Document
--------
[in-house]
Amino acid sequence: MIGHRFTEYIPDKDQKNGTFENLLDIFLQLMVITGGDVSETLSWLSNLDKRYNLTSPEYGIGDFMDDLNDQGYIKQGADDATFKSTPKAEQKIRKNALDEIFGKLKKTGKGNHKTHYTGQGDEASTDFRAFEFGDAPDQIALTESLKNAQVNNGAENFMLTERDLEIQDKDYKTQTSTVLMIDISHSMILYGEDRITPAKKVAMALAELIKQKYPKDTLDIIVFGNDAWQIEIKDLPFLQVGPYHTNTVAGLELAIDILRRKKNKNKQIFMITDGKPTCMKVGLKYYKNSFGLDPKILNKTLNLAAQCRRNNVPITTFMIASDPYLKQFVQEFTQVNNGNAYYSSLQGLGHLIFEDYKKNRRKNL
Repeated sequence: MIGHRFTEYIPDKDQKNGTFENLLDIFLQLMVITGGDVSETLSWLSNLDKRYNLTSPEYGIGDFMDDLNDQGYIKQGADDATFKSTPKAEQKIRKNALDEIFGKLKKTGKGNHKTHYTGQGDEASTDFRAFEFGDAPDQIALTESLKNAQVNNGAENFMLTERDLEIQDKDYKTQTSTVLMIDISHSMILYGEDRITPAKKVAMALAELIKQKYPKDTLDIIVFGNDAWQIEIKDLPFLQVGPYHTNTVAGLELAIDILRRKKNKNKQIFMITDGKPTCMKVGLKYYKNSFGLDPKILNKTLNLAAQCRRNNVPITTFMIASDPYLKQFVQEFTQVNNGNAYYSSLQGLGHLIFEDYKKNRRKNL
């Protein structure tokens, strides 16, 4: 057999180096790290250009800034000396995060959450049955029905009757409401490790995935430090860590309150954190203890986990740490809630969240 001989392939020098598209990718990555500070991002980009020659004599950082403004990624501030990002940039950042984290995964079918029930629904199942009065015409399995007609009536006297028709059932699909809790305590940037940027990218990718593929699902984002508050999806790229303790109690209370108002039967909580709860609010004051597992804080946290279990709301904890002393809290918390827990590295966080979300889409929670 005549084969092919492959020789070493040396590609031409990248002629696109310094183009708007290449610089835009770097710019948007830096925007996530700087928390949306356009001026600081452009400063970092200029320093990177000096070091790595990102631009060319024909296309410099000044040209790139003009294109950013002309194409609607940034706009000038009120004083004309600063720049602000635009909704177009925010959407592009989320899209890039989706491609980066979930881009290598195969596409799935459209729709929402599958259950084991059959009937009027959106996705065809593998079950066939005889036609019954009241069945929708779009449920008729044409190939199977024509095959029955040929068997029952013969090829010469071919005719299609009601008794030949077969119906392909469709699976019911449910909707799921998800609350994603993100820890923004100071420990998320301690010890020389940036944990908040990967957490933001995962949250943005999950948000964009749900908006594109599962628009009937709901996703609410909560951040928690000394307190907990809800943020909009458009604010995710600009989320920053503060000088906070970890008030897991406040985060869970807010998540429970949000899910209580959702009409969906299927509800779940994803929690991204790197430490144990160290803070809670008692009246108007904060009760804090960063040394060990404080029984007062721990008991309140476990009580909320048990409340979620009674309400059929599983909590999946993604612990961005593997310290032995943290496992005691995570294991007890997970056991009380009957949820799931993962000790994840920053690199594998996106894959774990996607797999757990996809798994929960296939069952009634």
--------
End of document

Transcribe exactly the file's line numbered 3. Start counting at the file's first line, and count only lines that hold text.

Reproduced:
Repeated sequence: MIGHRFTEYIPDKDQKNGTFENLLDIFLQLMVITGGDVSETLSWLSNLDKRYNLTSPEYGIGDFMDDLNDQGYIKQGADDATFKSTPKAEQKIRKNALDEIFGKLKKTGKGNHKTHYTGQGDEASTDFRAFEFGDAPDQIALTESLKNAQVNNGAENFMLTERDLEIQDKDYKTQTSTVLMIDISHSMILYGEDRITPAKKVAMALAELIKQKYPKDTLDIIVFGNDAWQIEIKDLPFLQVGPYHTNTVAGLELAIDILRRKKNKNKQIFMITDGKPTCMKVGLKYYKNSFGLDPKILNKTLNLAAQCRRNNVPITTFMIASDPYLKQFVQEFTQVNNGNAYYSSLQGLGHLIFEDYKKNRRKNL